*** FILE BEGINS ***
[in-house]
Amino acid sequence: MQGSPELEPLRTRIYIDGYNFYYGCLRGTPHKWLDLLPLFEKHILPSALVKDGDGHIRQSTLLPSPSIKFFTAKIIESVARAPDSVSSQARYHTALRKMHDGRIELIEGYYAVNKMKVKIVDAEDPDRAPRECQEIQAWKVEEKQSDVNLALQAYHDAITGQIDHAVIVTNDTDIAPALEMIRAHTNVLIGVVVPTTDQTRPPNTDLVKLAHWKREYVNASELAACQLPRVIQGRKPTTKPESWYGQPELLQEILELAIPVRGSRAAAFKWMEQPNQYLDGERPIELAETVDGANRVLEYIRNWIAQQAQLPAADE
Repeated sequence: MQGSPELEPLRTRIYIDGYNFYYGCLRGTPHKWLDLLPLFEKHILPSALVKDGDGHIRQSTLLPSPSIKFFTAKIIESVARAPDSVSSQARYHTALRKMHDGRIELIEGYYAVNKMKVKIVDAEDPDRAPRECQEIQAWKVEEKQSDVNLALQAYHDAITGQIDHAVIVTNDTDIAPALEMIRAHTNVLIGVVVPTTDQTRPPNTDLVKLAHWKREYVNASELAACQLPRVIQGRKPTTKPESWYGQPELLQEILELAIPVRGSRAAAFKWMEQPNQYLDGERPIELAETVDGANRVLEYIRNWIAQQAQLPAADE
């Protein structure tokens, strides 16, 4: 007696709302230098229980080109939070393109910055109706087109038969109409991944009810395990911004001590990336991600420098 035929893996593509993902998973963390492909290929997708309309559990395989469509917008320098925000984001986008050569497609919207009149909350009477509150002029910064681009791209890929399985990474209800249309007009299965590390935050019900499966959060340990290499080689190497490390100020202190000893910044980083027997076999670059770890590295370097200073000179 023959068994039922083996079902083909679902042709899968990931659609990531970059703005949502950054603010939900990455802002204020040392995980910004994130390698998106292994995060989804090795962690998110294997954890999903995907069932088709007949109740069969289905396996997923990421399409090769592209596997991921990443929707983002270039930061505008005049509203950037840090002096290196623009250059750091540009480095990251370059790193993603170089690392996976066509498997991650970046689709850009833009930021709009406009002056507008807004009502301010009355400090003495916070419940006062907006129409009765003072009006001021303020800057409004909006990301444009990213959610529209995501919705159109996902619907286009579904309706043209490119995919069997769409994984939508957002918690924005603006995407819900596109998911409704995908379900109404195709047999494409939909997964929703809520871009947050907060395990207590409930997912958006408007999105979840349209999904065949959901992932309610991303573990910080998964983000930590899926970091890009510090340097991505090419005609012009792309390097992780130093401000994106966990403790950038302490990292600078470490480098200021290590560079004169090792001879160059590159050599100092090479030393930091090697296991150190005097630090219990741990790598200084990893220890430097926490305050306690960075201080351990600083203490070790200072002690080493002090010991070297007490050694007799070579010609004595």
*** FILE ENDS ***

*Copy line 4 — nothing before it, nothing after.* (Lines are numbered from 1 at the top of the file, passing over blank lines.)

């Protein structure tokens, strides 16, 4: 007696709302230098229980080109939070393109910055109706087109038969109409991944009810395990911004001590990336991600420098 035929893996593509993902998973963390492909290929997708309309559990395989469509917008320098925000984001986008050569497609919207009149909350009477509150002029910064681009791209890929399985990474209800249309007009299965590390935050019900499966959060340990290499080689190497490390100020202190000893910044980083027997076999670059770890590295370097200073000179 023959068994039922083996079902083909679902042709899968990931659609990531970059703005949502950054603010939900990455802002204020040392995980910004994130390698998106292994995060989804090795962690998110294997954890999903995907069932088709007949109740069969289905396996997923990421399409090769592209596997991921990443929707983002270039930061505008005049509203950037840090002096290196623009250059750091540009480095990251370059790193993603170089690392996976066509498997991650970046689709850009833009930021709009406009002056507008807004009502301010009355400090003495916070419940006062907006129409009765003072009006001021303020800057409004909006990301444009990213959610529209995501919705159109996902619907286009579904309706043209490119995919069997769409994984939508957002918690924005603006995407819900596109998911409704995908379900109404195709047999494409939909997964929703809520871009947050907060395990207590409930997912958006408007999105979840349209999904065949959901992932309610991303573990910080998964983000930590899926970091890009510090340097991505090419005609012009792309390097992780130093401000994106966990403790950038302490990292600078470490480098200021290590560079004169090792001879160059590159050599100092090479030393930091090697296991150190005097630090219990741990790598200084990893220890430097926490305050306690960075201080351990600083203490070790200072002690080493002090010991070297007490050694007799070579010609004595």